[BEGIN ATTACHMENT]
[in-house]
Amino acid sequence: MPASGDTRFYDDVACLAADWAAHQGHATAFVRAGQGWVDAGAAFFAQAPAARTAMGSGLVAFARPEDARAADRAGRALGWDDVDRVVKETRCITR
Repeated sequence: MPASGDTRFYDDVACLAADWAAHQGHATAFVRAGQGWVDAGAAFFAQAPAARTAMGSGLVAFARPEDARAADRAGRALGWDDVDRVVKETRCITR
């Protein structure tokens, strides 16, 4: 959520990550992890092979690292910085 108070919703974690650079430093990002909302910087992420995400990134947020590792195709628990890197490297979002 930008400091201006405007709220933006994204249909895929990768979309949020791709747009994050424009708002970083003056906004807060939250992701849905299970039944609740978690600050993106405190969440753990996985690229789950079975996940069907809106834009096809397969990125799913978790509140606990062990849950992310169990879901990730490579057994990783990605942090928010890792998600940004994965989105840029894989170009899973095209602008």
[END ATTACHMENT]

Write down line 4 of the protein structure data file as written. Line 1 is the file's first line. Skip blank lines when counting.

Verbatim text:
């Protein structure tokens, strides 16, 4: 959520990550992890092979690292910085 108070919703974690650079430093990002909302910087992420995400990134947020590792195709628990890197490297979002 930008400091201006405007709220933006994204249909895929990768979309949020791709747009994050424009708002970083003056906004807060939250992701849905299970039944609740978690600050993106405190969440753990996985690229789950079975996940069907809106834009096809397969990125799913978790509140606990062990849950992310169990879901990730490579057994990783990605942090928010890792998600940004994965989105840029894989170009899973095209602008």